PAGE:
The Detroit Independent Baseball Scribes announced their 2006 award winners today. You can check out the full story at Detroit Tigers Weblog.
No major surprises. Carlos Guillen got my first place vote and Pitcher of the Year was close with Kenny Rogers edging Justin Verlander. Even though Jeremy Bonderman didn’t have a great win/loss record, those 200 strikeouts go a long way in my book and he probably didn’t get enough credit this season. Regardless, it’s hard to dispute Rogers’ impact on this pitching staff.
And I agree completely with Bilfer. If the Tigers sign anyone the rest of the year, it should be Jeremy Bonderman to a long term deal.
Detroit Tigers Weblog did a nice job breaking down Baseball America’s Top Ten Tiger Prospects so be sure to check out his commentary. Cameron Maybin tops the list with Andrew Miller coming in second place.
I’m really interested in seeing where Maybin starts at in 2007. His West Michigan Whitecaps coach, Matt Walbeck, is now the coach at Double-A Erie so I could see him starting there. The problem is, that’s a big jump for a player of Maybin’s age so Lakeland might make as much sense.
Andrew Miller should make the big league club and I see him filling Jamie Walker’s role as a left handed relief specialist. Third is Brent Clevlan and he’s a player without a spot. With Maybin being the Tigers centerfielder of the future, I’m curious to see what happens to Clevlan and Curtis Granderson.
While those top two guys are very impressive, it gets pretty spotty after that. Granted they just traded three prospects for Gary Sheffield, but the minor leagues are still a bit bare, at least when you’re talking about depth.
I try not to be too much of a baseball snob, but when it comes to Brandon Inge, it’s hard not too. I’ve probably had a particular conversation with over a dozen people about Brandon Inge and I’ve never gotten anyone to agree with me. That conversation is about how good of a fielding third baseman Brandon Inge is. They’ll agree with me that he’ll make some nice plays now and then but when I say Brandon has a gold glove in his future, people usually bring up his fielding percentage or the 45 errors he’s made at third base the last two years as reasons Brandon should never take a fielding award home.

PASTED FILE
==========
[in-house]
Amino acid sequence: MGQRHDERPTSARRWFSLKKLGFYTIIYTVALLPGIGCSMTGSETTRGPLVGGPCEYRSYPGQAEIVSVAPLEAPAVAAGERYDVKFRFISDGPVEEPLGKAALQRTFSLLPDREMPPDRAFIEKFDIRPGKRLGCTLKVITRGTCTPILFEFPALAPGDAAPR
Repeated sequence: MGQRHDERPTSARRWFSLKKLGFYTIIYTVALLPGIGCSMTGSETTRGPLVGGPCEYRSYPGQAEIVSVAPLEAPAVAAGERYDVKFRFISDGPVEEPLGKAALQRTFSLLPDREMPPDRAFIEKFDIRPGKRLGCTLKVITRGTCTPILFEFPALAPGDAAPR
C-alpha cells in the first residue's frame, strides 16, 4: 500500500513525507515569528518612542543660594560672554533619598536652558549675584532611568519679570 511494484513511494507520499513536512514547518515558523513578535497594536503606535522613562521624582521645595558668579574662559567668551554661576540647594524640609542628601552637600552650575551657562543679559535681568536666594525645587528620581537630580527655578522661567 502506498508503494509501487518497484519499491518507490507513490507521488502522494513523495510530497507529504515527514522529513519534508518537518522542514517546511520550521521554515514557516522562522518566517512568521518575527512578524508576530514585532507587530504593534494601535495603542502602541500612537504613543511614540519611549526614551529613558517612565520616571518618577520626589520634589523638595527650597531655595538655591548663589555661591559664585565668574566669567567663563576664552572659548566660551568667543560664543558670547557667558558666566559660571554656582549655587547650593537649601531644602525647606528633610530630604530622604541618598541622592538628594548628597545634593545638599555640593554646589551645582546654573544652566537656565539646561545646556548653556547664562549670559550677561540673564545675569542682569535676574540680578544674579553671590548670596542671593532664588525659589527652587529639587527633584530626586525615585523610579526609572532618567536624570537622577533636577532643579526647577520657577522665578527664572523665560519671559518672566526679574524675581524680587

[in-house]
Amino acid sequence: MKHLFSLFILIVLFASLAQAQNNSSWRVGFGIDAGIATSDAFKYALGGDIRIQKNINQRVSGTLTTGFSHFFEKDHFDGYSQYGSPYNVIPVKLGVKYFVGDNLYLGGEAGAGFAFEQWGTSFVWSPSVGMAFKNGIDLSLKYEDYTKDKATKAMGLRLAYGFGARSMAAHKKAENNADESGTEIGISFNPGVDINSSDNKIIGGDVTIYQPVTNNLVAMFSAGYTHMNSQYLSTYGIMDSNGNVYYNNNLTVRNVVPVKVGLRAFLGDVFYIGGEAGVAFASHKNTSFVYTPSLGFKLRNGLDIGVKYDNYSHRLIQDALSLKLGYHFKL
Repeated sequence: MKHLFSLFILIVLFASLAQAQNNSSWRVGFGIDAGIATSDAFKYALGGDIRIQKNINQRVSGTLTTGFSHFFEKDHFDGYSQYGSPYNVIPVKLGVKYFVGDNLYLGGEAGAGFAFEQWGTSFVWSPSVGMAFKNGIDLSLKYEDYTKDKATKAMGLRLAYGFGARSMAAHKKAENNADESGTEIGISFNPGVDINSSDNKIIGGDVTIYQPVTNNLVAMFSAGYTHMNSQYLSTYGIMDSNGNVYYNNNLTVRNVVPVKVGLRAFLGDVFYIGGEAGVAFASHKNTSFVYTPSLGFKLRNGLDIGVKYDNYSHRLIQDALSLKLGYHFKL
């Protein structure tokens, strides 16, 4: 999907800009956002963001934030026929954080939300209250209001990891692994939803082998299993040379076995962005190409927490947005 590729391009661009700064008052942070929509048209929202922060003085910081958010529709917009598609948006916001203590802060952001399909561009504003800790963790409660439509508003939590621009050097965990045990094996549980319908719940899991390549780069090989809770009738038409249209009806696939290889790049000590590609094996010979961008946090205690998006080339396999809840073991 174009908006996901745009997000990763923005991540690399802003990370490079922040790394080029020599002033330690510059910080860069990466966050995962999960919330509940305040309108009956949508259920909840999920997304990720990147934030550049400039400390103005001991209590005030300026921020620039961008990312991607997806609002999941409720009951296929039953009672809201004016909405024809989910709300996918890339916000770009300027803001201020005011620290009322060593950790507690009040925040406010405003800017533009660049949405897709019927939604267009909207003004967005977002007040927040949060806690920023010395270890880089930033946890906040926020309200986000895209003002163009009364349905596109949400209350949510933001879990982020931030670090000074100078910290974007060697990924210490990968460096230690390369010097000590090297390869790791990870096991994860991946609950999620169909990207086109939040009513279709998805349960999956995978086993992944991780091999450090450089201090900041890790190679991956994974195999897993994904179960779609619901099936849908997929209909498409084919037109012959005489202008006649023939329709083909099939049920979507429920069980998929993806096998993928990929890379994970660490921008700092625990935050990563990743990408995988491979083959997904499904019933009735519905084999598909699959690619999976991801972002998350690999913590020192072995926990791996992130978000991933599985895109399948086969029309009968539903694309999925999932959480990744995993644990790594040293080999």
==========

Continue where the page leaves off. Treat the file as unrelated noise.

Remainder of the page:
I recently got my copy of the 2007 Bill James Handbook in the mail and once again, I feel vindicated. In the book are the +/- fielding leaders. For those of you who don’t own the Fielding Bible (which extensively details the ins and outs of +/-), a plus rating is how many more plays that fielder made when compared to an average fielder at that position. Likewise, a negative rating is given for fielders who made less plays then average. Standing atop the third base list for 2006 is Brandon Inge at +27. This year’s AL Gold Glove winner, Eric Chavez, isn’t even in the top 10. Joe Crede, who I thought was going to walk away with the award, had a good showing at +22. Inge also led the majors with a 3.44 range factor. I know Inge is an average hitter (low average but with some good power) but I can live with him as our regular third baseman until we see some regression in his skills at third base.
Also in the book are updated park factors. I find it particularly interesting to find trends and the Handbook does this by presenting 2006 park factors as well as park factors for the combined 2004-2006 seasons. It was even harder to hit a homerun in 2006 in Comerica Park (79 factor in 2006 vs. 86 for 2004-2006). Comerica Park was the second hardest place in the American League for a left hander to hit a homerun with a 72 park factor. Only Kaufman Stadium in Kansas City was tougher (69). And over the past three years, it’s been easier to get a triple (155 factor) in Comerica Park then any other ballpark in baseball.
As time has passed, I find myself buying more and more baseball books. Some I find indispensible while others are more personal favorites. The following are five books that I think would all be useful on any baseball fans books shelf.
2007 Bill James Handbook – Stats, stats and more stats. If you want to know who led the majors in pitches thrown over 100 mpg (Joel Zumaya by a land slide) and if you want to know who the best baserunner in baseball is (Chone Figgins), this is the book for you. It’s numbers heavy and outside of descriptions on each of the sections, there’s not much in the way of traditional essays. Then again, with all of the numbers, there’s not much room for words.
The Hardball Times Baseball Annual 2007 – I’m a little biased here, but this book also is a must for baseball fans. You get an extensive stats section as well as a ton of graphs and charts. And where the Bill James Handbook is going to be where you go for obscure numbers, the Hardball Times Annual will be where you go for some excellent essays. This year’s Hardball Times Annual is as good as last years, which in my mind, is a tall task.